Clara Storm, Business Language and Culture: What is your best summer memory? This is it! I’m totally overwhelmed, relieved and really happy!
Marin Jovanovic, Assistant Professor: What is your best summer memory? Meeting with friends every summer on the island of Prvic in Croatia. There are no cars on the whole island, just a unique laidback vibe, though I’m still working on my “no phone” summer policy.
Kate Pilkington, Managing Director, Café Nexus: What is your best summer memory? That was when we were experiencing Vietnam through my daughter’s eyes before the lockdown. She was so fascinated and crazy about everything that it gave me a special feeling.
Christian Höilund, cand. merc. i Finansiering og Regnskab: What is your best summer memory? A fantastic diving experience in the Red Sea in Egypt. I felt like a guest in a completely different world, incredibly humble about swimming together with huge shoals of fish. I have never seen anything so beautiful.
Marie Louise Rasmussen, Master of Science (MSc) in Social Sciences in HRM: What is your best summer memory? Riding on my pony through my parents’ orchard picking Clara Friis pears back when I was a child.
Tom Dahl-Østergaard, Dean’s Representative: What is your best summer memory? It was 25 years ago when we lived in Bolivia and came home to Denmark for the summer holidays. We enjoyed Denmark in a totally different way, staying with friends and at holiday homes and apartments owned by our family.
Julie G. Dinesen, Student Assistant CBS Library: What is your best summer memory? It’s summer on Funen… where it’s as charming as the historical novels written by Morten Korch and very, very lovely with the town of Svendborg, the water and the islands.
James Plumeridge, Café Nexus staff: What is your best summer memory? Going to the beach in England for a barbecue. Everybody is so nice and relaxed.
Sophie Plumeridge, International Studies and Culture Encounter: What is your best summer memory? When my parents came over from England to visit me for my birthday. They just loved it and really want to come back.
The government’s idea of reducing half of all master’s programmes to 75 ECTS, mostly within the humanities and social sciences, has met scepticism and concern at CBS.
“I don’t hear anyone applauding this idea,” says Nanna Mik-Meyer, chair of the Professor's Association at CBS.
On Thursday, Christina Egelund, Minister for Higher Education and Science, from Moderaterne (The Moderates) presented the first batch of the government’s long awaited – and dreaded – education reform plans. They include vast changes to Denmark’s education system that, according to the government, will strengthen the Danish workforce.
Twenty-five Ukrainian students will have the chance to attend courses at CBS for free this summer. The initiative is the result of a partnership between CBS and Karazin University in Kharkiv.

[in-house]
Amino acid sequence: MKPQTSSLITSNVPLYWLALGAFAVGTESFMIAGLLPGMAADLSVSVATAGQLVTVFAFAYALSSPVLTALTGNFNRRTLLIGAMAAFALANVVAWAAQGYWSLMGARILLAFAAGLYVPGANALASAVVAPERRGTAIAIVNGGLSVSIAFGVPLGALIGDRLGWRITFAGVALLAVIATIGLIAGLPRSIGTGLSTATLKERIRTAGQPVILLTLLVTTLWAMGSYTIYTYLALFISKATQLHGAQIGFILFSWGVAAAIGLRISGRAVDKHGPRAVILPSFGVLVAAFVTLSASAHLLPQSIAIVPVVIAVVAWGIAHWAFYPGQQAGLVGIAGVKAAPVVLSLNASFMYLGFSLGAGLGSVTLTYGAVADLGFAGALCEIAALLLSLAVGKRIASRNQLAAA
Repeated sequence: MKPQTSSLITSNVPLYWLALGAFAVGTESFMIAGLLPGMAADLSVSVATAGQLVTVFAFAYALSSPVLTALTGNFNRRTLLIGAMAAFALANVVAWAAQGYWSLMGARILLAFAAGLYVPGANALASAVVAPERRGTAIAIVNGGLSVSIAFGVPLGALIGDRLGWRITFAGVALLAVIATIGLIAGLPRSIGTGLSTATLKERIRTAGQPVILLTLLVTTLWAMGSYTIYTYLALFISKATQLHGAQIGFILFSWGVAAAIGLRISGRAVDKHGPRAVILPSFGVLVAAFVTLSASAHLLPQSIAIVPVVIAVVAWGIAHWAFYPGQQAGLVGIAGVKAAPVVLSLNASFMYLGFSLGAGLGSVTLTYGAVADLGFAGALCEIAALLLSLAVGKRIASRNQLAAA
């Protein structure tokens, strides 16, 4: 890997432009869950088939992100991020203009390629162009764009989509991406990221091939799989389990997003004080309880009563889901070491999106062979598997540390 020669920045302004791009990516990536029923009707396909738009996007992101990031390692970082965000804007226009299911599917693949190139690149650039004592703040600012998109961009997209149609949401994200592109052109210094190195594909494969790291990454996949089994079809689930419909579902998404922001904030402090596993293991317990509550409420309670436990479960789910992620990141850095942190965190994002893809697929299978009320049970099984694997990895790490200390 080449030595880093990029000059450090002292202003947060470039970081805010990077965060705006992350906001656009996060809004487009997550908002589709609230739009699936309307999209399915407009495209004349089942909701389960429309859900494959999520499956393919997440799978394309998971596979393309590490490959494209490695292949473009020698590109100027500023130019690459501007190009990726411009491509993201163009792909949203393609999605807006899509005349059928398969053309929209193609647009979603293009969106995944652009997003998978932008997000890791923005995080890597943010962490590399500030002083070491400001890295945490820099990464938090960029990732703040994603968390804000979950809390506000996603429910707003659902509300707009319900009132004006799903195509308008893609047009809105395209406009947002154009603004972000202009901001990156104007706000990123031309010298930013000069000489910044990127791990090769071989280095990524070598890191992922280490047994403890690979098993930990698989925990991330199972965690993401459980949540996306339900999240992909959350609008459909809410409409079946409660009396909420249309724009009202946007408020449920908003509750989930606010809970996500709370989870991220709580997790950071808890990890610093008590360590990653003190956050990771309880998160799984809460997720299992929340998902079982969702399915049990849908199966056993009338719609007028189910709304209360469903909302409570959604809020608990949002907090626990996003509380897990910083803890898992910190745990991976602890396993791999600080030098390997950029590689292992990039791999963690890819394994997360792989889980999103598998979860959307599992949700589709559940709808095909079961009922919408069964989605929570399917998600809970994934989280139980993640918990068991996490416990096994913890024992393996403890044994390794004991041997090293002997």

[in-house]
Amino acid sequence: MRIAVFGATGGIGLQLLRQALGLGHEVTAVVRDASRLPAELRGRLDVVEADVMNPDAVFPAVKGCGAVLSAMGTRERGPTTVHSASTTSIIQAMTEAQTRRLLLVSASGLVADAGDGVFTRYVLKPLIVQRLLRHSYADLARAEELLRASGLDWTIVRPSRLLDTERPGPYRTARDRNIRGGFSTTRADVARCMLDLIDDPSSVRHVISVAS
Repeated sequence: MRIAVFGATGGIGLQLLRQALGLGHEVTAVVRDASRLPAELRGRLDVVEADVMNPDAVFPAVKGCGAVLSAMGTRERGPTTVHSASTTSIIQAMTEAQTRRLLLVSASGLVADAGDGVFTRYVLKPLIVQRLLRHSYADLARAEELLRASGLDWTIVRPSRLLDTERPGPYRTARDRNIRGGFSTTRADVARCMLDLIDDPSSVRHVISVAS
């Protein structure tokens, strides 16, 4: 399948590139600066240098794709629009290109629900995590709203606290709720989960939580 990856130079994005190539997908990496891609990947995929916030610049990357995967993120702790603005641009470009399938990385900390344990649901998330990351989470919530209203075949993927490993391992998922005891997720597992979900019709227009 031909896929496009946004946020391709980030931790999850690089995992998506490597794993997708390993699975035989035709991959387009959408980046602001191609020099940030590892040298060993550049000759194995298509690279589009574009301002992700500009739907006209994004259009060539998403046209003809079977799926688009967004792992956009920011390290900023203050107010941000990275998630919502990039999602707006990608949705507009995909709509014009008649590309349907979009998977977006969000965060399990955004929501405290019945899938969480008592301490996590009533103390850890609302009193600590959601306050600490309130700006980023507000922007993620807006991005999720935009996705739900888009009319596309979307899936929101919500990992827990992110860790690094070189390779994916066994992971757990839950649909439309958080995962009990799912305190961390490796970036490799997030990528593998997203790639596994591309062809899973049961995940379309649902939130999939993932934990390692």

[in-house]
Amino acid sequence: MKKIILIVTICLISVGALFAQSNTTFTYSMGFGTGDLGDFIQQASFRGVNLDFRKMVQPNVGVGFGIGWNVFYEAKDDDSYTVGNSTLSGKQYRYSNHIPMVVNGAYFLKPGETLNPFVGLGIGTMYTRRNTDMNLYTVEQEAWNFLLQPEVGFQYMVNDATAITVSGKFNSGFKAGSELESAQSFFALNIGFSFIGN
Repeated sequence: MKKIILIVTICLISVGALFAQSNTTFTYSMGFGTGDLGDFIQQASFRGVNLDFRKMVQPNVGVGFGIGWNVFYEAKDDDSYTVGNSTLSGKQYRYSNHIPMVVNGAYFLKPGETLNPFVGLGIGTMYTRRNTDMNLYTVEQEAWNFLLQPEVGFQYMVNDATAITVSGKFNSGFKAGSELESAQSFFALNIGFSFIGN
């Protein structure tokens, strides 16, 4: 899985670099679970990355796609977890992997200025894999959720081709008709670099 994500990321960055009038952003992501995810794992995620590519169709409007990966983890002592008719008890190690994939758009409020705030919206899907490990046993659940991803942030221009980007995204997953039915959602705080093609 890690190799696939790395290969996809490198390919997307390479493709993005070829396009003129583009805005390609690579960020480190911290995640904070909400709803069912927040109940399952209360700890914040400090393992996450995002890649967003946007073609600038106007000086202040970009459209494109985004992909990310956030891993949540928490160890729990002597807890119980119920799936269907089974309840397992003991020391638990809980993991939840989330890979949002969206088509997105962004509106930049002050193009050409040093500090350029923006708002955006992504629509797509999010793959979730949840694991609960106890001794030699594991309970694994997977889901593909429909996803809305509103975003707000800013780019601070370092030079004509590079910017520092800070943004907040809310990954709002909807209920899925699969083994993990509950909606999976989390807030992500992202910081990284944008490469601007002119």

“We can do our share as an academic institution to strengthen Ukrainian universities,” says Martin Jes Iversen, Vice Dean of International Education.
A rose by any other name would smell as sweet, but can a new name make a university department better?
Mitchell Dean believes so. As his department changes name, he is aiming for new research collaborations and a stronger focus on the problems that businesses and society are facing.
“We are giving students capacities to make a difference through their professional lives. And I think that’s what the current generation of students want: they want to contribute to positive social transformation.”
University management, students and experts from across Denmark are coming together in a new alliance that aims to make students feel better.
“It’s a conversation we need to be having,” says deputy president Inger Askehave, who represents CBS in the alliance.
Sebastian Zenker is sometimes wondering why the government has not called.
He has first-hand experience of changing a master’s programme from two years to one, which is exactly what the Danish government plans to do with its education reform plans. But so far, nobody has asked for his input.
Sometimes you don’t have to create a brand-new concept to win awards. You can just tweak an existing industry formula to increase flexibility and reach more customers. That was exactly what university students Hasan El Youssef and Elmar J. Johannsson did when they started TopTutors in 2021. A concept that secured them the CBS Startup Award in November 2022, which comes with a grant of DKK 75,000 to help them scale up their business.
If you believe that going on exchange is difficult, you might be surprised to learn that there is a space for everyone. Grades and points from extra-curricular activities do matter to some extent, but even with grades at the lower end of the spectrum, an exchange trip is within reach.
Algorithms have a hold on the stock markets that has fuelled the need for regulation. But how do we regulate what we don’t understand?
The second generation of trading algorithms are designing their own investment strategies – and they are so complicated that we are unable to understand them.
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